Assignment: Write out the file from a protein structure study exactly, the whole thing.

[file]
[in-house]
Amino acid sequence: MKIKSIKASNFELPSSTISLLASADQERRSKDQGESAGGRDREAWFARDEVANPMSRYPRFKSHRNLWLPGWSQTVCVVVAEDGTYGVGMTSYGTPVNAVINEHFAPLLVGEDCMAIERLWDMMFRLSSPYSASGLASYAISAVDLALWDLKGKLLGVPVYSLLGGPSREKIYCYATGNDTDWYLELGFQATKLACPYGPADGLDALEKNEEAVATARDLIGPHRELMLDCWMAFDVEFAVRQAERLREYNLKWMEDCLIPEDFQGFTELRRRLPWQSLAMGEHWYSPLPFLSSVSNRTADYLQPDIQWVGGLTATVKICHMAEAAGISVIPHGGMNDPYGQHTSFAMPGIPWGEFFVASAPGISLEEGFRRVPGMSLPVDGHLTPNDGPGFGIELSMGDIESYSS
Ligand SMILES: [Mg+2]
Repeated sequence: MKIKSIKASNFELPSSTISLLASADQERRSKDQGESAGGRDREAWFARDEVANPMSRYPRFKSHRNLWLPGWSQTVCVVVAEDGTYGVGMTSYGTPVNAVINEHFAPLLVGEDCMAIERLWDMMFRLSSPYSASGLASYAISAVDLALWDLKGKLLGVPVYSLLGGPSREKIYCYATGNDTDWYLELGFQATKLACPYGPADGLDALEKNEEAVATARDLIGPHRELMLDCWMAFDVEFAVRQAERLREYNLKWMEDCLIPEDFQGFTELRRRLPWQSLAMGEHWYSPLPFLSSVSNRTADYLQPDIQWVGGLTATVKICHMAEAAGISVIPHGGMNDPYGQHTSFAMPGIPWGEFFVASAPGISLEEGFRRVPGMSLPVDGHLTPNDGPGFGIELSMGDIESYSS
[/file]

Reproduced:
[in-house]
Amino acid sequence: MKIKSIKASNFELPSSTISLLASADQERRSKDQGESAGGRDREAWFARDEVANPMSRYPRFKSHRNLWLPGWSQTVCVVVAEDGTYGVGMTSYGTPVNAVINEHFAPLLVGEDCMAIERLWDMMFRLSSPYSASGLASYAISAVDLALWDLKGKLLGVPVYSLLGGPSREKIYCYATGNDTDWYLELGFQATKLACPYGPADGLDALEKNEEAVATARDLIGPHRELMLDCWMAFDVEFAVRQAERLREYNLKWMEDCLIPEDFQGFTELRRRLPWQSLAMGEHWYSPLPFLSSVSNRTADYLQPDIQWVGGLTATVKICHMAEAAGISVIPHGGMNDPYGQHTSFAMPGIPWGEFFVASAPGISLEEGFRRVPGMSLPVDGHLTPNDGPGFGIELSMGDIESYSS
Ligand SMILES: [Mg+2]
Repeated sequence: MKIKSIKASNFELPSSTISLLASADQERRSKDQGESAGGRDREAWFARDEVANPMSRYPRFKSHRNLWLPGWSQTVCVVVAEDGTYGVGMTSYGTPVNAVINEHFAPLLVGEDCMAIERLWDMMFRLSSPYSASGLASYAISAVDLALWDLKGKLLGVPVYSLLGGPSREKIYCYATGNDTDWYLELGFQATKLACPYGPADGLDALEKNEEAVATARDLIGPHRELMLDCWMAFDVEFAVRQAERLREYNLKWMEDCLIPEDFQGFTELRRRLPWQSLAMGEHWYSPLPFLSSVSNRTADYLQPDIQWVGGLTATVKICHMAEAAGISVIPHGGMNDPYGQHTSFAMPGIPWGEFFVASAPGISLEEGFRRVPGMSLPVDGHLTPNDGPGFGIELSMGDIESYSS